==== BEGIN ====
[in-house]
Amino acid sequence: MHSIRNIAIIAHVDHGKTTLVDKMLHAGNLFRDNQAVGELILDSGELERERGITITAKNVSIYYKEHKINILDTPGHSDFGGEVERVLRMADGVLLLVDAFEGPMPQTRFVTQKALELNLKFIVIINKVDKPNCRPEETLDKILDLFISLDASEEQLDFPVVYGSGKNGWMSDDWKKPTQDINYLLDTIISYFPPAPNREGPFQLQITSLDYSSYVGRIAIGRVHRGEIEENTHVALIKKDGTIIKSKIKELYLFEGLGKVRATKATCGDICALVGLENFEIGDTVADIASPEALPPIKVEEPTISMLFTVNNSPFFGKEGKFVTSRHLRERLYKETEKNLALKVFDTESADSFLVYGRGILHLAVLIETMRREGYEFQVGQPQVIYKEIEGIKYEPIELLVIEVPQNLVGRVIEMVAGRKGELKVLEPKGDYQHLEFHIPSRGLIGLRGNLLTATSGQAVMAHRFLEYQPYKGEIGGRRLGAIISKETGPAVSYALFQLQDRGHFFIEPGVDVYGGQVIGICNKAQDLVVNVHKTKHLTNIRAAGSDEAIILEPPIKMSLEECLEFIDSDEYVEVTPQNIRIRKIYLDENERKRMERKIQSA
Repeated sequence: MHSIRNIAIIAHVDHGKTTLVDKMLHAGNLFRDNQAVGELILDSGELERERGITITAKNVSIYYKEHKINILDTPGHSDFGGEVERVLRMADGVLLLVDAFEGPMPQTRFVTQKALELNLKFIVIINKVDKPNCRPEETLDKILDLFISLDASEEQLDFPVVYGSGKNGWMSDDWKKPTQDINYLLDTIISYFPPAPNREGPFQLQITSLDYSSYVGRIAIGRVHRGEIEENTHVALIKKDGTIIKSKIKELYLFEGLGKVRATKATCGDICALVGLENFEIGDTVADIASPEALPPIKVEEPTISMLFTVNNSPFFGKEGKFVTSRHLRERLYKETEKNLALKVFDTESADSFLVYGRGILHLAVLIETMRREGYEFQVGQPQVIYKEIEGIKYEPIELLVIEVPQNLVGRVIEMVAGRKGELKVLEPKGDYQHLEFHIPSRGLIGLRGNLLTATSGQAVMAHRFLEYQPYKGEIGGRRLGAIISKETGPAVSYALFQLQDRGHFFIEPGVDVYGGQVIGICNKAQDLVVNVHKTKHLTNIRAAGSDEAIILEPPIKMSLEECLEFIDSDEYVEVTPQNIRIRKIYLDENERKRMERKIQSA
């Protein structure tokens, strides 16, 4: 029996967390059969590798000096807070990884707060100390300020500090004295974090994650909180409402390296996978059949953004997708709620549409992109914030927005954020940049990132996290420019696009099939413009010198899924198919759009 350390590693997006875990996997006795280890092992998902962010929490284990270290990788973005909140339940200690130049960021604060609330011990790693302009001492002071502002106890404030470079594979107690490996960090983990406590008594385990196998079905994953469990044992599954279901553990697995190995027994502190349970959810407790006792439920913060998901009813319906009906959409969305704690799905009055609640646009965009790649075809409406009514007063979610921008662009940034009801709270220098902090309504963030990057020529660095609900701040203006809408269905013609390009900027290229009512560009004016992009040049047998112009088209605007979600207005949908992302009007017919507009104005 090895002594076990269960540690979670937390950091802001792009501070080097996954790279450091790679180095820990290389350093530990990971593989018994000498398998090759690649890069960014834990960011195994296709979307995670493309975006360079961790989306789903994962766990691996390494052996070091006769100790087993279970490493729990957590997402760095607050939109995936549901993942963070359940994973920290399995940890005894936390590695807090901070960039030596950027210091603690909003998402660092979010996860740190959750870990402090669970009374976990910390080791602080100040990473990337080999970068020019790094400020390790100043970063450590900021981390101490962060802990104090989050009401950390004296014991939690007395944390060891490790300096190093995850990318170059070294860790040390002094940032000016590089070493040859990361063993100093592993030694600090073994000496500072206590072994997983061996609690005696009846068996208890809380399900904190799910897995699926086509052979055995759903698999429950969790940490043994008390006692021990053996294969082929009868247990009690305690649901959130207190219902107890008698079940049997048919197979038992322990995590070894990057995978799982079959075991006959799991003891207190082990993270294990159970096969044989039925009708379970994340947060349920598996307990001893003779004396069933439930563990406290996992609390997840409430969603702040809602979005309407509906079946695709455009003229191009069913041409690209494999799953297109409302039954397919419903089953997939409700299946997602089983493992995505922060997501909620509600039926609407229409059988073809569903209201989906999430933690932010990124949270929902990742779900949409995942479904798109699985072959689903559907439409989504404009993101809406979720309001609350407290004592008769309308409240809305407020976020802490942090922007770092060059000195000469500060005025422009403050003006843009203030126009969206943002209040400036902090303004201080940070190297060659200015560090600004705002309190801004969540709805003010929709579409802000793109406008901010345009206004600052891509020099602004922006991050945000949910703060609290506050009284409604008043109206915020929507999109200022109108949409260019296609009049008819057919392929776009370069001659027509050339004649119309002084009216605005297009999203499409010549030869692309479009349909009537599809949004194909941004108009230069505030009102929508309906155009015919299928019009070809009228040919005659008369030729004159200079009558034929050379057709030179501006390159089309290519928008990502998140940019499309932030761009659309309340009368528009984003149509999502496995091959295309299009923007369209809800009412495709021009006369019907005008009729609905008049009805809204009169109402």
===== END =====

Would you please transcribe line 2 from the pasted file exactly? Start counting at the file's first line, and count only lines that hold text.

Amino acid sequence: MHSIRNIAIIAHVDHGKTTLVDKMLHAGNLFRDNQAVGELILDSGELERERGITITAKNVSIYYKEHKINILDTPGHSDFGGEVERVLRMADGVLLLVDAFEGPMPQTRFVTQKALELNLKFIVIINKVDKPNCRPEETLDKILDLFISLDASEEQLDFPVVYGSGKNGWMSDDWKKPTQDINYLLDTIISYFPPAPNREGPFQLQITSLDYSSYVGRIAIGRVHRGEIEENTHVALIKKDGTIIKSKIKELYLFEGLGKVRATKATCGDICALVGLENFEIGDTVADIASPEALPPIKVEEPTISMLFTVNNSPFFGKEGKFVTSRHLRERLYKETEKNLALKVFDTESADSFLVYGRGILHLAVLIETMRREGYEFQVGQPQVIYKEIEGIKYEPIELLVIEVPQNLVGRVIEMVAGRKGELKVLEPKGDYQHLEFHIPSRGLIGLRGNLLTATSGQAVMAHRFLEYQPYKGEIGGRRLGAIISKETGPAVSYALFQLQDRGHFFIEPGVDVYGGQVIGICNKAQDLVVNVHKTKHLTNIRAAGSDEAIILEPPIKMSLEECLEFIDSDEYVEVTPQNIRIRKIYLDENERKRMERKIQSA